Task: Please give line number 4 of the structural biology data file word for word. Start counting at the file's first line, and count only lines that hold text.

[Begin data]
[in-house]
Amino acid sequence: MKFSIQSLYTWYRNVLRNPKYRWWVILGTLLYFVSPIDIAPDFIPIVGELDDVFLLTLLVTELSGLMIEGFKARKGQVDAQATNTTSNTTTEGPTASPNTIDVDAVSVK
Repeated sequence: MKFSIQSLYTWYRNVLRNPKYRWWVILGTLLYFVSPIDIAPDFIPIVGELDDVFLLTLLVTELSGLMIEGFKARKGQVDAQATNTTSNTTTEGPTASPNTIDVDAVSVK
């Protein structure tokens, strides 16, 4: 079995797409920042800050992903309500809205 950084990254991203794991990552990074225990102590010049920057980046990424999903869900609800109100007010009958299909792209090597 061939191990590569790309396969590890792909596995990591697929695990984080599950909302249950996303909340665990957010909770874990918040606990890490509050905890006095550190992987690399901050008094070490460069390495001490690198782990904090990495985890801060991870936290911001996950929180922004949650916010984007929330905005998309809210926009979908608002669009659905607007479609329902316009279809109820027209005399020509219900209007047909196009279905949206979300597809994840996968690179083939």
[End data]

């Protein structure tokens, strides 16, 4: 079995797409920042800050992903309500809205 950084990254991203794991990552990074225990102590010049920057980046990424999903869900609800109100007010009958299909792209090597 061939191990590569790309396969590890792909596995990591697929695990984080599950909302249950996303909340665990957010909770874990918040606990890490509050905890006095550190992987690399901050008094070490460069390495001490690198782990904090990495985890801060991870936290911001996950929180922004949650916010984007929330905005998309809210926009979908608002669009659905607007479609329902316009279809109820027209005399020509219900209007047909196009279905949206979300597809994840996968690179083939």